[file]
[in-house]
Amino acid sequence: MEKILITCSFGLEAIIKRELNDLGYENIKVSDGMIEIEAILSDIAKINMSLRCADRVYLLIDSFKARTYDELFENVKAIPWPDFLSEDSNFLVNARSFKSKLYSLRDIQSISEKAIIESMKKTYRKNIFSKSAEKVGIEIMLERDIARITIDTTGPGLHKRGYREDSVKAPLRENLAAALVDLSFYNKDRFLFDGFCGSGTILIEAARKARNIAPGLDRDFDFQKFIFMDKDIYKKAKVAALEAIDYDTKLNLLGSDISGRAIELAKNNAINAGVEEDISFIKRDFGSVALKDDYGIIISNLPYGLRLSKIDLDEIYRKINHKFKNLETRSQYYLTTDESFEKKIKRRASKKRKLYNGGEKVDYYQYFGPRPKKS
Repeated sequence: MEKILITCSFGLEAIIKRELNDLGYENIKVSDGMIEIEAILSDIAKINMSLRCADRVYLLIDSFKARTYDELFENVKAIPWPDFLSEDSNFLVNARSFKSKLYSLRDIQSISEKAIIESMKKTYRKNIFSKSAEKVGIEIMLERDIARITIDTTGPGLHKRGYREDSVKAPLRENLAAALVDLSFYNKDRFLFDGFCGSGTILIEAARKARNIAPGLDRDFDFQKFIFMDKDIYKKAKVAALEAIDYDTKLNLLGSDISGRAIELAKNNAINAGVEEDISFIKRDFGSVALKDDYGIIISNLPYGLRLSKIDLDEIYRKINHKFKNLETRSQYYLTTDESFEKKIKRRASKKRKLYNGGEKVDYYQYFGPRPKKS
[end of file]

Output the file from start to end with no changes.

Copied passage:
[in-house]
Amino acid sequence: MEKILITCSFGLEAIIKRELNDLGYENIKVSDGMIEIEAILSDIAKINMSLRCADRVYLLIDSFKARTYDELFENVKAIPWPDFLSEDSNFLVNARSFKSKLYSLRDIQSISEKAIIESMKKTYRKNIFSKSAEKVGIEIMLERDIARITIDTTGPGLHKRGYREDSVKAPLRENLAAALVDLSFYNKDRFLFDGFCGSGTILIEAARKARNIAPGLDRDFDFQKFIFMDKDIYKKAKVAALEAIDYDTKLNLLGSDISGRAIELAKNNAINAGVEEDISFIKRDFGSVALKDDYGIIISNLPYGLRLSKIDLDEIYRKINHKFKNLETRSQYYLTTDESFEKKIKRRASKKRKLYNGGEKVDYYQYFGPRPKKS
Repeated sequence: MEKILITCSFGLEAIIKRELNDLGYENIKVSDGMIEIEAILSDIAKINMSLRCADRVYLLIDSFKARTYDELFENVKAIPWPDFLSEDSNFLVNARSFKSKLYSLRDIQSISEKAIIESMKKTYRKNIFSKSAEKVGIEIMLERDIARITIDTTGPGLHKRGYREDSVKAPLRENLAAALVDLSFYNKDRFLFDGFCGSGTILIEAARKARNIAPGLDRDFDFQKFIFMDKDIYKKAKVAALEAIDYDTKLNLLGSDISGRAIELAKNNAINAGVEEDISFIKRDFGSVALKDDYGIIISNLPYGLRLSKIDLDEIYRKINHKFKNLETRSQYYLTTDESFEKKIKRRASKKRKLYNGGEKVDYYQYFGPRPKKS